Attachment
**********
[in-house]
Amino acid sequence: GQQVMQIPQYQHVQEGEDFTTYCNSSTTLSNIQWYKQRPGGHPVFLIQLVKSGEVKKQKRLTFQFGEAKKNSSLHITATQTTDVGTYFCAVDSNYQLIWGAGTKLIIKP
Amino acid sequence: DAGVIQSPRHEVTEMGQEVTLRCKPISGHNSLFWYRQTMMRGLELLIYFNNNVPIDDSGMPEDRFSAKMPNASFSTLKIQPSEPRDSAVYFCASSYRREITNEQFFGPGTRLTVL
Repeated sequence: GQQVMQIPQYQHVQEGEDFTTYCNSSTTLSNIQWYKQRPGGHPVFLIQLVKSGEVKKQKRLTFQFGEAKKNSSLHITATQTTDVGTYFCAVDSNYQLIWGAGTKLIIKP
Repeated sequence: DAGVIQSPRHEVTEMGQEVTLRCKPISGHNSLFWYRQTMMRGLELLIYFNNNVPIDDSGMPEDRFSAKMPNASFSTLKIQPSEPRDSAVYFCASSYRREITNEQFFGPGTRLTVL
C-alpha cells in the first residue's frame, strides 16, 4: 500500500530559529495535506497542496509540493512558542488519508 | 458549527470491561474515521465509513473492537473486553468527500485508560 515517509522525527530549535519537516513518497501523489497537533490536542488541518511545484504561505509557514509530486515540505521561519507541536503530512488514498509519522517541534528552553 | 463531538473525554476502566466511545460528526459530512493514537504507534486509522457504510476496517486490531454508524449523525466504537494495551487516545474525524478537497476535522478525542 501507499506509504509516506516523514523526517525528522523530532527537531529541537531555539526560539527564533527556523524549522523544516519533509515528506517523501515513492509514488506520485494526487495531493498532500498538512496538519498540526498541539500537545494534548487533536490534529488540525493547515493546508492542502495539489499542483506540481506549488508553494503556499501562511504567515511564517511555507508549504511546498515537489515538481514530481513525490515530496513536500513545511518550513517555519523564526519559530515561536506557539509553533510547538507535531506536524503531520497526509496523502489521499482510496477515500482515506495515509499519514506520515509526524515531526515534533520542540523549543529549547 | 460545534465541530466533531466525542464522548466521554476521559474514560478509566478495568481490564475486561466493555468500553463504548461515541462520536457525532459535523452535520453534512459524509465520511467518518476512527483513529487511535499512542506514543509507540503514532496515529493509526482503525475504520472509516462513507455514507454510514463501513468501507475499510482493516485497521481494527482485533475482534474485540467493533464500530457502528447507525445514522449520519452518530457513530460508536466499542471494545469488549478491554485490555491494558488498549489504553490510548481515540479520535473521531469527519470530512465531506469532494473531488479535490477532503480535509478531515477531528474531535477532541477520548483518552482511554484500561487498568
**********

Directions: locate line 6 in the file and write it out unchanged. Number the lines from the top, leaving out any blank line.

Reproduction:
C-alpha cells in the first residue's frame, strides 16, 4: 500500500530559529495535506497542496509540493512558542488519508 | 458549527470491561474515521465509513473492537473486553468527500485508560 515517509522525527530549535519537516513518497501523489497537533490536542488541518511545484504561505509557514509530486515540505521561519507541536503530512488514498509519522517541534528552553 | 463531538473525554476502566466511545460528526459530512493514537504507534486509522457504510476496517486490531454508524449523525466504537494495551487516545474525524478537497476535522478525542 501507499506509504509516506516523514523526517525528522523530532527537531529541537531555539526560539527564533527556523524549522523544516519533509515528506517523501515513492509514488506520485494526487495531493498532500498538512496538519498540526498541539500537545494534548487533536490534529488540525493547515493546508492542502495539489499542483506540481506549488508553494503556499501562511504567515511564517511555507508549504511546498515537489515538481514530481513525490515530496513536500513545511518550513517555519523564526519559530515561536506557539509553533510547538507535531506536524503531520497526509496523502489521499482510496477515500482515506495515509499519514506520515509526524515531526515534533520542540523549543529549547 | 460545534465541530466533531466525542464522548466521554476521559474514560478509566478495568481490564475486561466493555468500553463504548461515541462520536457525532459535523452535520453534512459524509465520511467518518476512527483513529487511535499512542506514543509507540503514532496515529493509526482503525475504520472509516462513507455514507454510514463501513468501507475499510482493516485497521481494527482485533475482534474485540467493533464500530457502528447507525445514522449520519452518530457513530460508536466499542471494545469488549478491554485490555491494558488498549489504553490510548481515540479520535473521531469527519470530512465531506469532494473531488479535490477532503480535509478531515477531528474531535477532541477520548483518552482511554484500561487498568